In my case, I’m fortunate enough to have one full-service supermarket within walking distance. Rainbow Foods is less than a mile away. On average, other local supermarkets are a little less expensive, but the prices are generally reasonable. Dollar Tree is somewhat closer. As the name implies, everything there is a dollar or less. It has a fairly good selection of groceries. Many, but certainly not all, of the prices there are lower than the supermarket. Dollar Tree has an interesting assortment. It often has products for which a dollar is an extremely good price. These tend to change on a daily basis. Other products are there on a regular basis, and would usually cost about the same price at another store. Some of these are packaged in unusual sizes to keep the price point at a dollar. For example, milk is sold in 20 ounce cartons, and eggs are sold in packages of 8 rather than the customary 12, all in an attempt to keep the price point at exactly a dollar. Walgreens is also within convenient walking distance and has a modest assortment of groceries. Many of these items are on sale any given week, often at very good prices. There are a few other stores within walking distance, but I think I can do all of my shopping at these three.
There are some restaurants within walking distance, and I would be well within my rights to spend my $31.50 at any of them. But I doubt that will be a wise use of limited funds, and probably won’t take advantage of them.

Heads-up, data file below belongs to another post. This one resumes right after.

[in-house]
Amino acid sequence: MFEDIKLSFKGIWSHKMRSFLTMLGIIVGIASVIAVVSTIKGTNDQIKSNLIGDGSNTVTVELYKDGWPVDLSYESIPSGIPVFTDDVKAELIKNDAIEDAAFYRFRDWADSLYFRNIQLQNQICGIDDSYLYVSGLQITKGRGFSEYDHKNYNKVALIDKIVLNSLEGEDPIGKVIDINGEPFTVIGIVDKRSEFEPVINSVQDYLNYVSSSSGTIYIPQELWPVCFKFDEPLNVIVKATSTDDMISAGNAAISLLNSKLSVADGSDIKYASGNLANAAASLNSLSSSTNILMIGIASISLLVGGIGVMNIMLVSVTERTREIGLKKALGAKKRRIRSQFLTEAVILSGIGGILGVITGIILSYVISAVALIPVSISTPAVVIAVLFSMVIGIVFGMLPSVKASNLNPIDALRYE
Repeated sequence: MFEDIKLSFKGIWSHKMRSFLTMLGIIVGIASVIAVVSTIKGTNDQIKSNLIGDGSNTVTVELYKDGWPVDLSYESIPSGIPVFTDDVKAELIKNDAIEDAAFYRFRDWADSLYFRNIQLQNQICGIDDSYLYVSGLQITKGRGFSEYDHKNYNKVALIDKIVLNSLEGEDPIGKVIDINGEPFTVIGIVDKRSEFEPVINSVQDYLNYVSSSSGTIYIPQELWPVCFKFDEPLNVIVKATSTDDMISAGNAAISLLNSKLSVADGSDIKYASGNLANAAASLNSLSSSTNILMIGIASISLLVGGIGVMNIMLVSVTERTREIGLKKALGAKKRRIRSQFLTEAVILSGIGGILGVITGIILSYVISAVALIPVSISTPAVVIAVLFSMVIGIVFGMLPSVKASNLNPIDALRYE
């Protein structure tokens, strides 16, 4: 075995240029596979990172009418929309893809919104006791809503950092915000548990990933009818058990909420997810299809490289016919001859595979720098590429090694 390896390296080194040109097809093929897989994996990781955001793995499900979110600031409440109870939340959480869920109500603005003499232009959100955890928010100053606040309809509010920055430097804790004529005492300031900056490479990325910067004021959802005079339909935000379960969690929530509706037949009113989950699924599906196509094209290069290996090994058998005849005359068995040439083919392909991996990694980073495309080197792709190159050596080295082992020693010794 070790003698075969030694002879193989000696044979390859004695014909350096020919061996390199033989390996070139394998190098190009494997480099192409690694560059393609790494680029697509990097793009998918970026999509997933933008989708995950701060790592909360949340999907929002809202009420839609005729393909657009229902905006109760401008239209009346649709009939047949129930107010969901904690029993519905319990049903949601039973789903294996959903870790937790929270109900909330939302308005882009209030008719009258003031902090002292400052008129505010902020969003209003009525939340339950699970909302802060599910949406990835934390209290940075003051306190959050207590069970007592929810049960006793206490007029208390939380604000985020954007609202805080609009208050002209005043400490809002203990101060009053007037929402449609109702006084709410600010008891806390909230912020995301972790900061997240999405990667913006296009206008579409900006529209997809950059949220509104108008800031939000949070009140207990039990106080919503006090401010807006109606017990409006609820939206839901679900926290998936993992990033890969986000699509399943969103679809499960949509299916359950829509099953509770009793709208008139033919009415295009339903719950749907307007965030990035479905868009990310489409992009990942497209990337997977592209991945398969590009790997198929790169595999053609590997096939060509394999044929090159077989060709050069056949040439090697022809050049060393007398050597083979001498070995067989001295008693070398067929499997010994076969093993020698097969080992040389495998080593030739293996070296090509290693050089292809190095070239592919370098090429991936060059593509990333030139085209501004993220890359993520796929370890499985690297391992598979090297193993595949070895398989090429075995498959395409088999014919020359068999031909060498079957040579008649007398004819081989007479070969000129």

You’re probably wondering what political point I intend to make as a part of doing this challenge. I’ll let that come out naturally. You’re probably best off it you wait to criticize me until I actually make that political point, since it will probably disappoint you, whether you happen to be on the left or on the right. And more importantly, I don’t know exactly what that point is going to be. There have been those on both sides who have been quick to criticize, and I’m sure I will have some criticism to offer. But it’s really not fair for me to offer that criticism until I actually do it myself. After all, I might conclude that buying a hard boiled egg for $1.08 was a perfectly reasonable thing to do. Or I might conclude that buying Honey Comb cereal and root beer was actually the best way to approach the challenge. I won’t know until I try it myself.
It’s clear that some advance planning is necessary. I don’t have a rigid shopping list, because prices might change, and there might be some errors in my planning. But here’s the rough draft of my shopping list, and the approximate amounts I have budgeted for each item. If one item goes over budget, I will, of course, have to eliminate that item, or make a reduction elsewhere.
SNAP Challenge Shopping List
Here’s my tentative shopping list, with estimated prices:
- Flour $3.00
- Oatmeal $1.00
- Sugar $2.00
- Eggs $1.00
- Ketchup $1.00
- Rice $1.00
- Margarine $1.00
$31.50 is a tight budget for food, and to produce filling and somewhat nutritious meals, I will need to do most of the cooking myself. The ingredients shown above should be sufficient to provide the majority of my calories for the week. The budget constraints also prevent a great deal of variety. For example, when shopping for the sugar, I would prefer to get three different items: White sugar, brown sugar, and pancake syrup. However, to keep within my budget and buy all three, I would need to buy fairly small portions, which probably wouldn’t give me enough to last the week. $2, on the other hand, should buy me a five pound bag of white sugar, which will probably last me more than a week.